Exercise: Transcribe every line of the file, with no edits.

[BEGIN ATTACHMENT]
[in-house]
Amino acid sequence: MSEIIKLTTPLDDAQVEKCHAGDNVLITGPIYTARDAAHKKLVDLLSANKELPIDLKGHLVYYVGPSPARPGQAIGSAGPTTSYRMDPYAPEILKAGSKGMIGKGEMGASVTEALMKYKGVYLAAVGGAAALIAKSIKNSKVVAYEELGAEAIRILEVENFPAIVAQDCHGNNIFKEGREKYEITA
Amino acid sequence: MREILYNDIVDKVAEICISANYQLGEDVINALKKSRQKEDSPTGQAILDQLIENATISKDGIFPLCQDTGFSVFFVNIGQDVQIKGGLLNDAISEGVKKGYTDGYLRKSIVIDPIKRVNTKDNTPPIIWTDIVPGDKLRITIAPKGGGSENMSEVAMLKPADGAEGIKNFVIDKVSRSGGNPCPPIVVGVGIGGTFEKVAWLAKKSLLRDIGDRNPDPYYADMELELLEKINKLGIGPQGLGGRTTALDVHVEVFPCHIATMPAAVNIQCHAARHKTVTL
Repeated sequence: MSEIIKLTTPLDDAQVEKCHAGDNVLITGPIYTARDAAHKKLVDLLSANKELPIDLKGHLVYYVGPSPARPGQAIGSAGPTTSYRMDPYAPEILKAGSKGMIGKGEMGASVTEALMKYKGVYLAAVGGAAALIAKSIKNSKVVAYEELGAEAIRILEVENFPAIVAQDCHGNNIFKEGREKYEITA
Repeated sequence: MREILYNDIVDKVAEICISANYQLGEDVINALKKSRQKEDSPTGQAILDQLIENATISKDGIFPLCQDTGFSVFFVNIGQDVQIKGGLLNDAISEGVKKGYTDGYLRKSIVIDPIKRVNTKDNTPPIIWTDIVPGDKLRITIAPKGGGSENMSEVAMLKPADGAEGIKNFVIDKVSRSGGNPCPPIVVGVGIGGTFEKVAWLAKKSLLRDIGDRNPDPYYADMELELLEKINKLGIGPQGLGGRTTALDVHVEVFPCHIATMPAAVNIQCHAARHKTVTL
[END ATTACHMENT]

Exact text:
[in-house]
Amino acid sequence: MSEIIKLTTPLDDAQVEKCHAGDNVLITGPIYTARDAAHKKLVDLLSANKELPIDLKGHLVYYVGPSPARPGQAIGSAGPTTSYRMDPYAPEILKAGSKGMIGKGEMGASVTEALMKYKGVYLAAVGGAAALIAKSIKNSKVVAYEELGAEAIRILEVENFPAIVAQDCHGNNIFKEGREKYEITA
Amino acid sequence: MREILYNDIVDKVAEICISANYQLGEDVINALKKSRQKEDSPTGQAILDQLIENATISKDGIFPLCQDTGFSVFFVNIGQDVQIKGGLLNDAISEGVKKGYTDGYLRKSIVIDPIKRVNTKDNTPPIIWTDIVPGDKLRITIAPKGGGSENMSEVAMLKPADGAEGIKNFVIDKVSRSGGNPCPPIVVGVGIGGTFEKVAWLAKKSLLRDIGDRNPDPYYADMELELLEKINKLGIGPQGLGGRTTALDVHVEVFPCHIATMPAAVNIQCHAARHKTVTL
Repeated sequence: MSEIIKLTTPLDDAQVEKCHAGDNVLITGPIYTARDAAHKKLVDLLSANKELPIDLKGHLVYYVGPSPARPGQAIGSAGPTTSYRMDPYAPEILKAGSKGMIGKGEMGASVTEALMKYKGVYLAAVGGAAALIAKSIKNSKVVAYEELGAEAIRILEVENFPAIVAQDCHGNNIFKEGREKYEITA
Repeated sequence: MREILYNDIVDKVAEICISANYQLGEDVINALKKSRQKEDSPTGQAILDQLIENATISKDGIFPLCQDTGFSVFFVNIGQDVQIKGGLLNDAISEGVKKGYTDGYLRKSIVIDPIKRVNTKDNTPPIIWTDIVPGDKLRITIAPKGGGSENMSEVAMLKPADGAEGIKNFVIDKVSRSGGNPCPPIVVGVGIGGTFEKVAWLAKKSLLRDIGDRNPDPYYADMELELLEKINKLGIGPQGLGGRTTALDVHVEVFPCHIATMPAAVNIQCHAARHKTVTL